15 Reviews

Star Wars: The Old Republic review Pt. 1

The Knight before Christmas

There's no score at the end of this review. Even though we've been playing The Old Republic for 30 hours (and counting), giving a definitive verdict is basically impossible at this stage. But what we can do is tell you whether it's worth playing it or not.

Even if you've never played an MMO before, or fear the very idea of them, you might be surprised by BioWare's take on the genre. We'll be playing the game all over the Christmas break, so will return in January with a score. For now, here's what we think.

People play MMOs for a lot of different reasons. Some are compelled by loot and leveling, others by playing the numbers and exploiting the system. Some are in it for PVP, others for raiding with friends.

But nobody plays an MMO because they want to get immersed in a rich story - and that's where Star Wars: The Old Republic comes in. It's everything you expect from a modern online RPG, but with a few crucial differences: the addition of a meaningful plot arc for each class, moral choices and full voice acting.


The game weighs in at a lumbering 25gb, and it's clear why within minutes of playing. Every quest, no matter how inconsequential, has a number of dialogue options, and every character - including your own - has a voice. The quality of the writing and acting varies, but it gives you one important thing: motivation.

In other MMOs, quests often feel like pointless errands. The Old Republic's are, structurally, no different, but by book-ending each one with a plot with multiple outcomes, every objective - no matter how mundane - feels like it serves a purpose.

Talking point

The dialogue system is pure BioWare; think Mass Effect or Dragon Age. As you talk to NPCs you're given three ways to respond, each of which steers the conversation in a different direction. Your choices also affect your standing with the light and dark sides of the Force, which fans of the Knights of the Old Republic games will appreciate.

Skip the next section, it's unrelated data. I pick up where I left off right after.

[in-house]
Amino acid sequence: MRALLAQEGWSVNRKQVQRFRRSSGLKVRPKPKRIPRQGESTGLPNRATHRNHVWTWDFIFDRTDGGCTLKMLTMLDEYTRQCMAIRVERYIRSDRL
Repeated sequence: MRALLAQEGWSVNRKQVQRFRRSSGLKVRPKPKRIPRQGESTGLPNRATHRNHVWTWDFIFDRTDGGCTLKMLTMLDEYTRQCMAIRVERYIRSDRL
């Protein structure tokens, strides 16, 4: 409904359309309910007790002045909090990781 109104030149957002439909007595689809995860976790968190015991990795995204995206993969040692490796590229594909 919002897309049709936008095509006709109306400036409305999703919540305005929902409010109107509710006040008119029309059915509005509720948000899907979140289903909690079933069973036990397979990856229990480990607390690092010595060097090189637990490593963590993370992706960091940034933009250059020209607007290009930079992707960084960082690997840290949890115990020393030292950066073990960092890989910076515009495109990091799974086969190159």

Don't expect a quest system that completely rewrites the MMO rule book. It's still essentially killing and collecting, but the story really does bring it to life. Quests often have humorous or unexpected outcomes, and the class-specific missions offer a constant, running story that's genuinely compelling. It also means you can comfortably play the game solo without being numbed by boredom.

Convnience is another thing The Old Republic brings to the table. Whether it's something as simple as the 'area loot' option, which automatically loots all nearby fallen enemies at once, or the ability to send your companions on errands, like collecting materials or crafting items. There's still busywork, but less of it - and if you really don't want to delegate to your crew, you can do it all yourself.

But let's rewind. Your first, and most important, choice is what class you're going to be - and whether you'll side with the Republic (the good guys), or the Empire (the not-good guys). Here's a breakdown of the classes for each side, and the different types of gameplay each one offers.


First up, the Sith Empire.

Starting planet Korriban | Advanced classes Sith Assassin, Sith Sorcerer | Races Human, Rattataki, Sith, Twi'lek, Zabrak | Personal ship Fury-class Imperial Interceptor

Basically a mage. They can use lightsabers, but their specialisation is in the Force. They can fry enemies with powerful lightning, trap enemies in whirlwinds and sacrifice their companion for a health boost.

Starting planet Korriban | Advanced classes Sith Marauder, Sith Juggernaut | Races Cyborg, Human, Sith, Zabrak | Personal ship Fury-class Imperial Interceptor

The Empire's tanks. They're best at wading into groups of enemies with their lightsabers, protected by heavy armour. They can also dual-wield lightsabers if they opt for the Marauder advanced class.

Starting planet Hutta | Advanced classes Operative, Sniper| Races Chiss, Cyborg, Human, Rattataki, Zabrak | Personal ship X-70B Phantom

These guys use tech and stealth to defeat enemies. They can take cover, use portable shields, and score critical hits by sniping. Later, they're able to poison foes and use bots to increase health regen.

Starting planet Hutta | Advanced classes Powertech, Mercenary | Races Chiss, Cyborg, Human, Rattataki, Zabrak | Personal ship D5-Mantis Patrol Craft

Bounty Hunters also favour tech, but combine it with brute strength and heavy weapons. They can torch enemies with flamethrowers, toss wide area explosives and fly with their trademark jetpack.

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